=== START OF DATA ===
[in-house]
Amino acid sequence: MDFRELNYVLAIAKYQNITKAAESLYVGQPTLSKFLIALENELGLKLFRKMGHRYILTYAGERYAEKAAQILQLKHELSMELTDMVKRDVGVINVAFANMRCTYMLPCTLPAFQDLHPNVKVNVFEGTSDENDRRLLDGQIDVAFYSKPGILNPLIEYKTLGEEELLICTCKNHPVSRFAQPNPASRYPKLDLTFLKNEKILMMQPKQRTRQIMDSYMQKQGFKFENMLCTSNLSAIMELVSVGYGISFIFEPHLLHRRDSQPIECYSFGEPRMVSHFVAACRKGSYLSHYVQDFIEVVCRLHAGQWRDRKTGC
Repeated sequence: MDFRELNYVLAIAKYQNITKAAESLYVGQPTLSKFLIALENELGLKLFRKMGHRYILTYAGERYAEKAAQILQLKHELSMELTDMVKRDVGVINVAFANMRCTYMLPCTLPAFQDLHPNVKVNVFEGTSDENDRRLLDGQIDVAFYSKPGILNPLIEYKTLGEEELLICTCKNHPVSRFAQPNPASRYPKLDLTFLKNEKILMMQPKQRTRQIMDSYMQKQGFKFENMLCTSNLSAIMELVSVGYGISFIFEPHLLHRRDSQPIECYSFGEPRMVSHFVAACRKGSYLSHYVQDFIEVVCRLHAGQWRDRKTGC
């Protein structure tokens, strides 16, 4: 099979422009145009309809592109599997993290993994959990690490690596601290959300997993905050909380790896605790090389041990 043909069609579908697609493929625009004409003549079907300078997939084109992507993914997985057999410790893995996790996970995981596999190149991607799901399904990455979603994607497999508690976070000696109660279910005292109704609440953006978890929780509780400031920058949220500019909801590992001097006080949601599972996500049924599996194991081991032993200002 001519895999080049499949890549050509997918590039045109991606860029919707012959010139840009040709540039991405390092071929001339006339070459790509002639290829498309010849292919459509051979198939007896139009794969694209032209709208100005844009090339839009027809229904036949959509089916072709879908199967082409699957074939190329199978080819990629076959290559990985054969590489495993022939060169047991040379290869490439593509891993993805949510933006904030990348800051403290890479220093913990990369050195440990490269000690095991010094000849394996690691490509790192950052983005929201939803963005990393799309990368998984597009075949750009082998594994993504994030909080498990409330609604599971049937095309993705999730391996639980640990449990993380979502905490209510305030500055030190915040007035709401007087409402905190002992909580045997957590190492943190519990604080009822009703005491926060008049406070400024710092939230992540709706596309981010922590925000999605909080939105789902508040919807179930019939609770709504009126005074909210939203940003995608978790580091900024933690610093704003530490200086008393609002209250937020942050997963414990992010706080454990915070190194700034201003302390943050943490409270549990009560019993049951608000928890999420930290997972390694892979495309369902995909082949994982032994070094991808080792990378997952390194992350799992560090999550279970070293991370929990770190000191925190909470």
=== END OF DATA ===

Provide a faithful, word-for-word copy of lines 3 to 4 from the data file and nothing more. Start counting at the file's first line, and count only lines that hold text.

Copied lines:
Repeated sequence: MDFRELNYVLAIAKYQNITKAAESLYVGQPTLSKFLIALENELGLKLFRKMGHRYILTYAGERYAEKAAQILQLKHELSMELTDMVKRDVGVINVAFANMRCTYMLPCTLPAFQDLHPNVKVNVFEGTSDENDRRLLDGQIDVAFYSKPGILNPLIEYKTLGEEELLICTCKNHPVSRFAQPNPASRYPKLDLTFLKNEKILMMQPKQRTRQIMDSYMQKQGFKFENMLCTSNLSAIMELVSVGYGISFIFEPHLLHRRDSQPIECYSFGEPRMVSHFVAACRKGSYLSHYVQDFIEVVCRLHAGQWRDRKTGC
């Protein structure tokens, strides 16, 4: 099979422009145009309809592109599997993290993994959990690490690596601290959300997993905050909380790896605790090389041990 043909069609579908697609493929625009004409003549079907300078997939084109992507993914997985057999410790893995996790996970995981596999190149991607799901399904990455979603994607497999508690976070000696109660279910005292109704609440953006978890929780509780400031920058949220500019909801590992001097006080949601599972996500049924599996194991081991032993200002 001519895999080049499949890549050509997918590039045109991606860029919707012959010139840009040709540039991405390092071929001339006339070459790509002639290829498309010849292919459509051979198939007896139009794969694209032209709208100005844009090339839009027809229904036949959509089916072709879908199967082409699957074939190329199978080819990629076959290559990985054969590489495993022939060169047991040379290869490439593509891993993805949510933006904030990348800051403290890479220093913990990369050195440990490269000690095991010094000849394996690691490509790192950052983005929201939803963005990393799309990368998984597009075949750009082998594994993504994030909080498990409330609604599971049937095309993705999730391996639980640990449990993380979502905490209510305030500055030190915040007035709401007087409402905190002992909580045997957590190492943190519990604080009822009703005491926060008049406070400024710092939230992540709706596309981010922590925000999605909080939105789902508040919807179930019939609770709504009126005074909210939203940003995608978790580091900024933690610093704003530490200086008393609002209250937020942050997963414990992010706080454990915070190194700034201003302390943050943490409270549990009560019993049951608000928890999420930290997972390694892979495309369902995909082949994982032994070094991808080792990378997952390194992350799992560090999550279970070293991370929990770190000191925190909470």